Adelaide’s reputation as a world-class food destination has received a further boost, with Samurai Teppanyaki House becoming the first Australian restaurant allowed to feature the world’s best beef on its menu.
Accreditation is a great honour and Samurai Teppanyaki House joins an exclusive list of globally-esteemed restaurants that have received registration from the Kobe Beef Distribution and Promotion Council, allowing them to access and serve the prized ingredient.
The announcement was made last night at an exclusive media event at the Hyde Park restaurant, which – thanks to owner and head chef Clark Zhang’s passion for the very best ingredients – featured Kobe beef accessed as a special once-off before the news of the accreditation was delivered two days ago.
As part of the special event series, Kobe beef, which sells for around $850 per kilogram, will also be served to the public for the first time in Australia tonight, alongside South Australia’s finest produce, as part of a ten-course degustation menu.
Zhang said it was part of the traditional teppanyaki philosophy to serve only the very best, with Kobe beef known around the world for its flavour.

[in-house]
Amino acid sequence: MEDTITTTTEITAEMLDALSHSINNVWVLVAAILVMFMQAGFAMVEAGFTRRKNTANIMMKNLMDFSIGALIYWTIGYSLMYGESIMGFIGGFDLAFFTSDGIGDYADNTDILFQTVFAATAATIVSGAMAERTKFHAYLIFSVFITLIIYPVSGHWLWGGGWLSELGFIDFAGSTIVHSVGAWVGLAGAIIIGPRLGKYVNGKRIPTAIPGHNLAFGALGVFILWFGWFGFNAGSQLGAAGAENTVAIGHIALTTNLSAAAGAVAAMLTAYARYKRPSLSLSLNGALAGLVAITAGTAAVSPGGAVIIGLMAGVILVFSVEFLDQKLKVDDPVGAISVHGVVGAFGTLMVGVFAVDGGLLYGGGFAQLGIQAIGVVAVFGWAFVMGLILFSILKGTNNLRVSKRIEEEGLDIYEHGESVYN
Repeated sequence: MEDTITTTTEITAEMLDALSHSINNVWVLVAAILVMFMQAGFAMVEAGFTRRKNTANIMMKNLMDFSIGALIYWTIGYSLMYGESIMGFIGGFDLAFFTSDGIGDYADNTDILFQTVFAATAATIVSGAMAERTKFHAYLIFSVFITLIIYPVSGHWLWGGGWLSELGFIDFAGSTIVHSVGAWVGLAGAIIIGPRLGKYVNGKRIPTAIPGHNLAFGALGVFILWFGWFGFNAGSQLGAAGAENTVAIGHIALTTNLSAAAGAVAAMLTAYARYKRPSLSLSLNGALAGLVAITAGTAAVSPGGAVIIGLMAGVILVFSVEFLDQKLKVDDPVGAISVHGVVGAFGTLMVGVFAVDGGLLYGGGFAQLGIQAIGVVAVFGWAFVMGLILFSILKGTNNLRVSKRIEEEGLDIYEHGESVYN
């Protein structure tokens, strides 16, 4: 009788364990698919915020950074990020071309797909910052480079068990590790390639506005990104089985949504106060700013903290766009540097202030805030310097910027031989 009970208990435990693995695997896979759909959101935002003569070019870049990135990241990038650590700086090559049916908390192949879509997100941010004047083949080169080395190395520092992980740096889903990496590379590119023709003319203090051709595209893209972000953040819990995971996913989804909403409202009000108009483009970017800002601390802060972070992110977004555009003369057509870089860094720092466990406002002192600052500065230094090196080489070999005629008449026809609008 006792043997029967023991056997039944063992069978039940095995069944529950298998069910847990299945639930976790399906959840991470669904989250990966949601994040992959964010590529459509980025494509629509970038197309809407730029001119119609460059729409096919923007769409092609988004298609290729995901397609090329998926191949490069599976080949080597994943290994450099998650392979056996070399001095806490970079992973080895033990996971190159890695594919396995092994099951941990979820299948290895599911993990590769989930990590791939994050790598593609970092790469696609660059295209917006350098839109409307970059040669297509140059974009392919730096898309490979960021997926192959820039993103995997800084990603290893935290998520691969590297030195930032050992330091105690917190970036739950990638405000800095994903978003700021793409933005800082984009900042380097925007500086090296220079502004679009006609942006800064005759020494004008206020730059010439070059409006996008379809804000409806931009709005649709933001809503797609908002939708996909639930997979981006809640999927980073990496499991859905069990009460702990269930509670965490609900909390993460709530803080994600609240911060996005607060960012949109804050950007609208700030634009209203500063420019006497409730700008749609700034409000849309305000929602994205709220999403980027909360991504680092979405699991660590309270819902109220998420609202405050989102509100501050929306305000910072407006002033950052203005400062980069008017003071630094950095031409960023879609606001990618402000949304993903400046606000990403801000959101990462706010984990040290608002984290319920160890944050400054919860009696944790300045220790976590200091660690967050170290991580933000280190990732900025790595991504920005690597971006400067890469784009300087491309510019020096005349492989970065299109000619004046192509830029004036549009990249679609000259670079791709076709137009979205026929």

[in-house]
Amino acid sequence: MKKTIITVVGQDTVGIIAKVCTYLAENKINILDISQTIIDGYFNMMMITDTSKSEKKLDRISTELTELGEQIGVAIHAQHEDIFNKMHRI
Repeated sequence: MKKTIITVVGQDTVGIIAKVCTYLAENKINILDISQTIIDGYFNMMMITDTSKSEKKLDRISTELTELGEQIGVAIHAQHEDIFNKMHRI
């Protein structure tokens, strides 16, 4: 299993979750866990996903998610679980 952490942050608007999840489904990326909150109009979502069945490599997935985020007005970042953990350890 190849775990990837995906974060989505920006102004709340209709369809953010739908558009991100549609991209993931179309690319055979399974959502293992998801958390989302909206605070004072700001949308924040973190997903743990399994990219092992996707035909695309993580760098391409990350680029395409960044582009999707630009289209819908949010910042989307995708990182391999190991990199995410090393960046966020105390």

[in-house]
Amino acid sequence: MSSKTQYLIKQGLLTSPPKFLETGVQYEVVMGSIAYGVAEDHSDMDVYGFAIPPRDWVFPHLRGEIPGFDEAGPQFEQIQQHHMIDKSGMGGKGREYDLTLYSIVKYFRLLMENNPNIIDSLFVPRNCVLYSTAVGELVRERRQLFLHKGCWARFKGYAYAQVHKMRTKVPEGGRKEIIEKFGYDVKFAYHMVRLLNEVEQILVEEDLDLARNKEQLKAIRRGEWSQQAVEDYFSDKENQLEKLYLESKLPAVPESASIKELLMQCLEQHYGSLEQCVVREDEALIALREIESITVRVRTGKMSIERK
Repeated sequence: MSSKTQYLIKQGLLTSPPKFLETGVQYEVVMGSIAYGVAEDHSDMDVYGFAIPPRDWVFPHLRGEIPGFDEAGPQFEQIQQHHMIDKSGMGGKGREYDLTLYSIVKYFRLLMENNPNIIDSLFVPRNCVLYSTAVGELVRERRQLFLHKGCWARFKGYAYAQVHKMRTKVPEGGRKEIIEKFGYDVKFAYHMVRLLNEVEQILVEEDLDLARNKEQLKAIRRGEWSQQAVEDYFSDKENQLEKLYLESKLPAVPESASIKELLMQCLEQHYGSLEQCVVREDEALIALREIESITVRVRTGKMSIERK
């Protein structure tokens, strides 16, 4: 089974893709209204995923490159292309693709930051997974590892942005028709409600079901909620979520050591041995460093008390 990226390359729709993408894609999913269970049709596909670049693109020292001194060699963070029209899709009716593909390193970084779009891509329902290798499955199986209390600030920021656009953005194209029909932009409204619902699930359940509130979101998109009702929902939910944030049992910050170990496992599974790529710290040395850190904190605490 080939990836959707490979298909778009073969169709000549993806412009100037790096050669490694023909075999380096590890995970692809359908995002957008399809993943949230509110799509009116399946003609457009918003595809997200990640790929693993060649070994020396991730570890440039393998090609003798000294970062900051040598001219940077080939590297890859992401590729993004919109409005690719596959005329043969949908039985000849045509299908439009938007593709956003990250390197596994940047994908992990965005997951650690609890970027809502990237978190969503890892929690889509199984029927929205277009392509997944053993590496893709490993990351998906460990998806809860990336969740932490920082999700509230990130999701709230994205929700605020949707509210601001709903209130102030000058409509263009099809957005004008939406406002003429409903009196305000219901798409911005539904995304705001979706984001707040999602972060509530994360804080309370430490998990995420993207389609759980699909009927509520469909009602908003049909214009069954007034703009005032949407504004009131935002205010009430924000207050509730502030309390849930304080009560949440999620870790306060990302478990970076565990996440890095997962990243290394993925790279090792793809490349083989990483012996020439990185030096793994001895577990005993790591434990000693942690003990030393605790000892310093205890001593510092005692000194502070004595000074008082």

“Our specialty is serving the highest quality steak: until now, we have imported Japanese Wagyu, but I have been trying to get the best beef in the world, which is Kobe,” Zhang said.
“Last year, when I was in Japan, I went to the wagyu auction place, and promised to our customers that I would bring the real Kobe to Adelaide in the future. Now, I’m delivering on that promise.
“We will continue to support Australia wagyu beef as well: our soon-to-be-launched menu will have more varieties of wagyu steak, such as Mayura Station Wagyu from Mount Gambier, Sher Wagyu from Victoria, and Japanese wagyu from different regions.
“Samurai Teppanyaki House is the destination for a world-class wagyu steak experience.”
Kobe beef refers to meat from Tajima-gyu cows certified by the Kobe Beef Distribution and Promotion Council. Tajima-gyu cows, the ‘motoushi’ or purebred seedstock cattle, have maintained a pure bloodline since Japan’s Edo period (1615 to 1867).
Protecting this lineage has also meant protecting its delicious taste, which contributes to the high cost of producing this delicacy.
Kobe beef can only be purchased from Japan as a whole carcass, with each accompanied by a certificate proving the animal’s lineage.
Zhang said beef with such high marbling needs to be cooked precisely, a skill he has perfected in Japan.
“Teppanyaki cooking is an art. You can see, hear and smell all the dishes right before you taste them.”
At the media event, visiting celebrity chef and Teppanyaki Association of Japan Vice Chairman, Takanori Kambe, was also made an honorary chef of Samurai Teppanyaki House, further strengthening Adelaide’s ties with teppanyaki royalty.
The restaurant’s official trophy and certificate from the Kobe Beef Distribution and Promotion Council are on their way from Japan to authenticate the certification, and Zhang hopes that Kobe beef will be on the menu in the next few weeks.
For more info on Samurai Teppanyaki House, see here.